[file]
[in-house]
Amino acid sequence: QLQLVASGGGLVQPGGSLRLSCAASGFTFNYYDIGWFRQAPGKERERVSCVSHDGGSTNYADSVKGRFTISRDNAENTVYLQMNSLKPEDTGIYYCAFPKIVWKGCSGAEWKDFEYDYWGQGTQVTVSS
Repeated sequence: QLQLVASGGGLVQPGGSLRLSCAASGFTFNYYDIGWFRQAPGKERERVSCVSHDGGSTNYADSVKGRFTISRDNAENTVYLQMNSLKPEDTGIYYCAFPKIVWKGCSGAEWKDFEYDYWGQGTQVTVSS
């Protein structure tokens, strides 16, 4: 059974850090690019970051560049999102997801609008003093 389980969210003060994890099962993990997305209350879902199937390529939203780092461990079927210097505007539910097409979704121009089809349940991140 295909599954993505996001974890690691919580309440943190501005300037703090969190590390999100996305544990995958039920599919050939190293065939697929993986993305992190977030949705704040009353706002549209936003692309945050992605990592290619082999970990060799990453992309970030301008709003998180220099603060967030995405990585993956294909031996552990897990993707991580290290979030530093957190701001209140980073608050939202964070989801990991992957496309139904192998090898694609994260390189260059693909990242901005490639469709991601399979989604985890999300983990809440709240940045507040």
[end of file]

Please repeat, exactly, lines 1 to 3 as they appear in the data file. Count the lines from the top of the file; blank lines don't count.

[in-house]
Amino acid sequence: QLQLVASGGGLVQPGGSLRLSCAASGFTFNYYDIGWFRQAPGKERERVSCVSHDGGSTNYADSVKGRFTISRDNAENTVYLQMNSLKPEDTGIYYCAFPKIVWKGCSGAEWKDFEYDYWGQGTQVTVSS
Repeated sequence: QLQLVASGGGLVQPGGSLRLSCAASGFTFNYYDIGWFRQAPGKERERVSCVSHDGGSTNYADSVKGRFTISRDNAENTVYLQMNSLKPEDTGIYYCAFPKIVWKGCSGAEWKDFEYDYWGQGTQVTVSS